- Showing results for:
- Reset all filters
Journal articlePesci FM, Sokolikova MS, Grotta C, et al., 2017,
Journal articleSokolikova MS, Sherrell PC, Bemmer VL, et al., 2017,
In this work, we report the colloidal synthesis of Bi2Te3 nanosheets with controlled thickness, morphology and crystallinity at temperatures as low as 20 °C. Grown at room temperature, Bi2Te3 exhibits two-dimensional morphology with thickness of 4 nm and lateral size of 200 nm. Upon increasing the temperature to 170 °C, the nanosheets demonstrate increased thickness of 16 nm and lateral dimensions of 600 nm where polycrystalline nanosheets (20 °C) are replaced by single crystal platelets (170 °C). Rapid synthesis of the material at moderately low temperatures with controllable morphology, crystallinity and consequently electrical and thermal properties can pave the way toward its large-scale production for practical applications.
Journal articleRiley DJ, Song W, Lischner, et al., 2017,
The electrochemical double layer plays a fundamental role in energy storage applications. Control of the distribution of ions in the double layer at the atomistic scale offers routes to enhanced material functionality and device performance. Here we demonstrate how the addition of an element from the third row of the periodic table, phosphorus, to graphene oxide increases the measured capacitance and present density functional theory calculations that relate the enhanced charge storage to structural changes of the electrochemical double layer. Our results point to how rational design of materials at the atomistic scale can lead to improvements in their performance for energy storage.
Journal articleAmit I, Octon TJ, Townsend NJ, et al., 2017,
Transient currents in atomically thin MoTe2 field-effect transistors (FETs) are measured during cycles of pulses through the gate electrode. The curves of the transient currents are analyzed in light of a newly proposed model for charge-trapping dynamics that renders a time-dependent change in the threshold voltage as the dominant effect on the channel hysteretic behavior over emission currents from the charge traps. The proposed model is expected to be instrumental in understanding the fundamental physics that governs the performance of atomically thin FETs and is applicable to the entire class of atomically thin-based devices. Hence, the model is vital to the intelligent design of fast and highly efficient optoelectronic devices.
Journal articleOlowojoba GB, Kopsidas S, Eslava S, et al., 2017,
A facile way to produce epoxy nanocomposites having excellent thermal conductivity with low contents of reduced graphene oxide, Journal of Materials Science, Vol: 52, Pages: 7323-7344, ISSN: 1573-4803
A well-dispersed phase of exfoliated graphene oxide (GO) nanosheets was initially prepared in water. This was concentrated by centrifugation and was mixed with a liquid epoxy resin. The remaining water was removed by evaporation, leaving a GO dispersion in epoxy resin. A stoichiometric amount of an anhydride curing agent was added to this epoxy-resin mixture containing the GO nanosheets, which was then cured at 90 °C for 1 hour followed by 160 °C for 2 hours. A second thermal treatment step of 200 °C for 30 minutes was then undertaken to reduce further the GO in-situ in the epoxy nanocomposite. An examination of the morphology of such nanocomposites containing reduced graphene oxide (rGO) revealed that a very good dispersion of rGO was achieved throughout the epoxy polymer. Various thermal and mechanical properties of the epoxy nanocomposites were measured and the most noteworthy finding was a remarkable increase in the thermal conductivity when relatively very low contents of rGO were present. For example, a value of 0.25 W/mK was measured at 30 °C for the nanocomposite with merely 0.06 weight percentage (wt%) of rGO present, which represents an increase of ~40% compared with that of the unmodified epoxy polymer. This value represents one of the largest increases in the thermal conductivity per wt% of added rGO yet reported. These observations have been attributed to the excellent dispersion of rGO achieved in these nanocomposites made via this facile production method. The present results show that it is now possible to tune the properties of an epoxy polymer with a simple and viable method of GO addition.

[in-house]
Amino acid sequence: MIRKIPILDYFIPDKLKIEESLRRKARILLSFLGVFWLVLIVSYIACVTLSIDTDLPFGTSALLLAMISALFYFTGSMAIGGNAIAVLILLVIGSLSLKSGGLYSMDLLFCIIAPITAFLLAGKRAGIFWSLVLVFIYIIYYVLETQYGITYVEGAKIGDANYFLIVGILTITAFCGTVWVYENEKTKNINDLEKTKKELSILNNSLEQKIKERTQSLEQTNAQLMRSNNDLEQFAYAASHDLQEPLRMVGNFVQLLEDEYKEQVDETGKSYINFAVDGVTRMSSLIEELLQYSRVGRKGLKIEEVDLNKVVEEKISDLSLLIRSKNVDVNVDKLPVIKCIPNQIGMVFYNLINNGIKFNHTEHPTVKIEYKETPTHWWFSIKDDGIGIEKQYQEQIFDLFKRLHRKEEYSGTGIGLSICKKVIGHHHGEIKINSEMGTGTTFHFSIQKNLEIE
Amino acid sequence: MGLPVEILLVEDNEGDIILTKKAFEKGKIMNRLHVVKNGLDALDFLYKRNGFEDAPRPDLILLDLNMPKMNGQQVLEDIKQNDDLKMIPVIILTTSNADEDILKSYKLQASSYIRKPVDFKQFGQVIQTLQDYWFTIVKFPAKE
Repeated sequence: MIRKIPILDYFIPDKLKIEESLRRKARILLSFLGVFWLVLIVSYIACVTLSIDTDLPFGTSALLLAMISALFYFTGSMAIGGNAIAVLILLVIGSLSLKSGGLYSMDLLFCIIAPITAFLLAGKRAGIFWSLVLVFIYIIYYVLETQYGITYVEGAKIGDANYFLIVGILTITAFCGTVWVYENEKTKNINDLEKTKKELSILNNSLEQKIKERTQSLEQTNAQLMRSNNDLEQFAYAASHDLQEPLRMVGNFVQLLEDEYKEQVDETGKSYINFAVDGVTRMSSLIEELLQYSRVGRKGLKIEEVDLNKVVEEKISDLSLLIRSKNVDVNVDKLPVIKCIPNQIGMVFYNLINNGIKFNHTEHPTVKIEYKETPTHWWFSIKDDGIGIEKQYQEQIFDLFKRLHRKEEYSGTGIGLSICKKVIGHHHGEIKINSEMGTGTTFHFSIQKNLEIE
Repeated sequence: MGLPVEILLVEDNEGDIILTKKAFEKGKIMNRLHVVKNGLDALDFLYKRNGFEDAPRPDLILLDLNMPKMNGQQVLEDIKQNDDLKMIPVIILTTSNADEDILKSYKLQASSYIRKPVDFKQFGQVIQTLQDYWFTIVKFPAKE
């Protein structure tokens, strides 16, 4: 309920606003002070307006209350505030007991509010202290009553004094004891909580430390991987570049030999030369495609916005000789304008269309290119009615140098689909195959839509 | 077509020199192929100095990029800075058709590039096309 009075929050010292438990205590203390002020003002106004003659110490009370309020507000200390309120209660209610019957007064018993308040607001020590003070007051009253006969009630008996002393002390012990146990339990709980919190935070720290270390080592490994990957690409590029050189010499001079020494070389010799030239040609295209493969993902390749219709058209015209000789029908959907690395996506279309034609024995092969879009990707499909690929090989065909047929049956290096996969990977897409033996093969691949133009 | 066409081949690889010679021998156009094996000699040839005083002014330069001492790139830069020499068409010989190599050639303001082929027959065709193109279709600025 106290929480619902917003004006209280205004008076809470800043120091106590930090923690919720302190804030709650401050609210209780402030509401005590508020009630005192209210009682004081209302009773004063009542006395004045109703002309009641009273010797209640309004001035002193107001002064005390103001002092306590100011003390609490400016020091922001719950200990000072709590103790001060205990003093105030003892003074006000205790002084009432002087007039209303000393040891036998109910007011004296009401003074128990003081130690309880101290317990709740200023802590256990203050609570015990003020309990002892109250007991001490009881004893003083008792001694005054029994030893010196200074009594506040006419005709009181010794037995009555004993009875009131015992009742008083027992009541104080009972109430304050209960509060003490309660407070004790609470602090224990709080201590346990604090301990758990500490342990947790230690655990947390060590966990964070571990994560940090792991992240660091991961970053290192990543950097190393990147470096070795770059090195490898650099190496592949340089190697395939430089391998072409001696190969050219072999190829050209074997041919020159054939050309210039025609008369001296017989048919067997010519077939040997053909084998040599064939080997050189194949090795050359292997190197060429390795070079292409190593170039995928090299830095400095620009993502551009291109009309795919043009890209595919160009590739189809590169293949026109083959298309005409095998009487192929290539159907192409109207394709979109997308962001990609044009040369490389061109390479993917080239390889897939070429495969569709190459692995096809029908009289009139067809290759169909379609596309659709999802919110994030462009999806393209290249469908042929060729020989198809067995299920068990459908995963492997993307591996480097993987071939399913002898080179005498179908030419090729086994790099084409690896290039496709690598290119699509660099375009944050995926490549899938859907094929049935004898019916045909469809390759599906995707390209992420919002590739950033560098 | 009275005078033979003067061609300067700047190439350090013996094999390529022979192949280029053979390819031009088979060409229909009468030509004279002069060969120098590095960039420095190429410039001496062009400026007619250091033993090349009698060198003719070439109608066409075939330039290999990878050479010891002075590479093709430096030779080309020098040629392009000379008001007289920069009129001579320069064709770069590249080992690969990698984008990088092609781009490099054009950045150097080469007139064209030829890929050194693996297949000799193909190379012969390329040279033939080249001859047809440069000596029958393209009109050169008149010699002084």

Journal articleMattevi C, 2016,
Electrochemical power sources, such as polymer electrolyte membrane fuel cells (PEMFCs), require the use of precious metal catalysts which are deposited as nanoparticles onto supports in order to minimize their mass loading and therefore cost. State-of-the-art/commercial supports are based on forms of carbon black. However, carbon supports present disadvantages including corrosion in the operating fuel cell environment and loss of catalyst activity. Here we review recent work examining the potential of different varieties of graphitic carbon nitride (gCN) as catalyst supports, highlighting their likely benefits, as well as the challenges associated with their implementation. The performance of gCN and hybrid gCN-carbon materials as PEMFC electrodes is discussed, as well as their potential for use in alkaline systems and water electrolyzers. We illustrate the discussion with examples taken from our own recent studies.
Journal articleMansor N, Jia J, Miller TS, et al., 2016,
Graphitic carbon nitride-graphene hybrid nanostructure as a catalyst support for polymer electrolyte membrane fuel cells, ECS Transactions, Vol: 75, Pages: 885-897, ISSN: 1938-5862
Graphitic carbon nitrides form a class of semiconducting graphene-like polymeric materials with visible light absorption and photocatalytic properties. In addition to high nitrogen content and tunable structure, it was shown that graphitic carbon nitride based on polytrazine imide (PTI) sheets exhibit excellent anti-corrosion ability in ex-situ fuel cell environments. However, in bulk form, their low surface area and poor conductivity limits their applications in fuel cells. In this work, PTI was exfoliated to form an ink made from single to few-layer nanosheets. The ink was then processed to produce 3D networks of carbon nitride nanosheets/reduced graphene oxide (PTI-rGO) hybrid aerogel with large interconnecting pores for fast mass transport of reactants and high surface area. The material was decorated with platinum nanoparticles, and then investigated for its electrochemical properties and applications as a catalyst support for polymer electrolyte membrane (PEM) fuel cells. Initial results show that the cathode catalytic activity of Pt/rGO-PTI hybrid is significantly improved in comparison to Pt/PTI or Pt/rGO. In addition, the in-situ fuel cell performance of Pt/PTI as anode catalyst is comparable to commercial Pt/C especially at low densities, making it attractive as an alternative, durable anode catalyst support material to conventional carbon black.